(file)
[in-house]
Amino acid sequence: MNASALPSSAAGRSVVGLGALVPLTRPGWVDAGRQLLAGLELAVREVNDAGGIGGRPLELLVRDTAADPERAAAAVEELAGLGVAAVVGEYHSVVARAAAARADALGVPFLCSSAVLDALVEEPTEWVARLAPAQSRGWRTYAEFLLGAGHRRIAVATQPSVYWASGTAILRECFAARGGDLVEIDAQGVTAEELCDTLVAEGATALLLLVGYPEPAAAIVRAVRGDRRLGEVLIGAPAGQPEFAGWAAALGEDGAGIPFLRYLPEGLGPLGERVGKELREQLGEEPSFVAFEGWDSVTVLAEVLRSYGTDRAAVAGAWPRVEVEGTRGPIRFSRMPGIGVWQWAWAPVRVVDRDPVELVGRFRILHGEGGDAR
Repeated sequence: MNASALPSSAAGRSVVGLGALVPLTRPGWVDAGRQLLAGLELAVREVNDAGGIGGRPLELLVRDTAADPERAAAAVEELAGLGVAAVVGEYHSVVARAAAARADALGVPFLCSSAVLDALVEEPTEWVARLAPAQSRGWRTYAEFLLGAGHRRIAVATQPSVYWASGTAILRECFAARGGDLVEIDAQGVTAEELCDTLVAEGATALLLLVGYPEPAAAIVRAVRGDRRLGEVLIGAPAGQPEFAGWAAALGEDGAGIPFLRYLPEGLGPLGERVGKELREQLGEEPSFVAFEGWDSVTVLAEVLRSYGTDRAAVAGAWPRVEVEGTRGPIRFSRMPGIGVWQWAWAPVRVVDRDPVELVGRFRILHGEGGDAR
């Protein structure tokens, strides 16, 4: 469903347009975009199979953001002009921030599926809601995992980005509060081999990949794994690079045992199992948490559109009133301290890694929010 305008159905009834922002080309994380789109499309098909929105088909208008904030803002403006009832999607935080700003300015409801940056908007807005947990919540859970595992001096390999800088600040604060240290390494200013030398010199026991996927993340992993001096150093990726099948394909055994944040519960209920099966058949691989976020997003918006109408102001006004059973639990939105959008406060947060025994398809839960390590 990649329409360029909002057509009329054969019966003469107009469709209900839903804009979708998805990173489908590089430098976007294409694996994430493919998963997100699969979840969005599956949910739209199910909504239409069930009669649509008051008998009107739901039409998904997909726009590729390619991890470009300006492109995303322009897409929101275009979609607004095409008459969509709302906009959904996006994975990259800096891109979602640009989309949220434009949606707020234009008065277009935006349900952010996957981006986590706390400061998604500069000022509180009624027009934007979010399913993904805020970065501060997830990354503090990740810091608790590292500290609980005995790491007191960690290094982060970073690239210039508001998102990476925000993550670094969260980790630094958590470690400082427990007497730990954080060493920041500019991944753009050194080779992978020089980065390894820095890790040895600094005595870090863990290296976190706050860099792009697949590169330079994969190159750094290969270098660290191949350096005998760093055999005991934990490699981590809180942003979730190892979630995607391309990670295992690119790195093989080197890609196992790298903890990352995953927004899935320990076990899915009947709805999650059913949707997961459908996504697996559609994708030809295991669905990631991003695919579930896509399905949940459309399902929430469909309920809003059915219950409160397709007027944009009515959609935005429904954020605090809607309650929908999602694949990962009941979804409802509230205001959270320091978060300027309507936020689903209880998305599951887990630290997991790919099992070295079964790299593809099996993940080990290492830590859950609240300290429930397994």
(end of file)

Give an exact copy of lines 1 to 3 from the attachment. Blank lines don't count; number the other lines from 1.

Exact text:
[in-house]
Amino acid sequence: MNASALPSSAAGRSVVGLGALVPLTRPGWVDAGRQLLAGLELAVREVNDAGGIGGRPLELLVRDTAADPERAAAAVEELAGLGVAAVVGEYHSVVARAAAARADALGVPFLCSSAVLDALVEEPTEWVARLAPAQSRGWRTYAEFLLGAGHRRIAVATQPSVYWASGTAILRECFAARGGDLVEIDAQGVTAEELCDTLVAEGATALLLLVGYPEPAAAIVRAVRGDRRLGEVLIGAPAGQPEFAGWAAALGEDGAGIPFLRYLPEGLGPLGERVGKELREQLGEEPSFVAFEGWDSVTVLAEVLRSYGTDRAAVAGAWPRVEVEGTRGPIRFSRMPGIGVWQWAWAPVRVVDRDPVELVGRFRILHGEGGDAR
Repeated sequence: MNASALPSSAAGRSVVGLGALVPLTRPGWVDAGRQLLAGLELAVREVNDAGGIGGRPLELLVRDTAADPERAAAAVEELAGLGVAAVVGEYHSVVARAAAARADALGVPFLCSSAVLDALVEEPTEWVARLAPAQSRGWRTYAEFLLGAGHRRIAVATQPSVYWASGTAILRECFAARGGDLVEIDAQGVTAEELCDTLVAEGATALLLLVGYPEPAAAIVRAVRGDRRLGEVLIGAPAGQPEFAGWAAALGEDGAGIPFLRYLPEGLGPLGERVGKELREQLGEEPSFVAFEGWDSVTVLAEVLRSYGTDRAAVAGAWPRVEVEGTRGPIRFSRMPGIGVWQWAWAPVRVVDRDPVELVGRFRILHGEGGDAR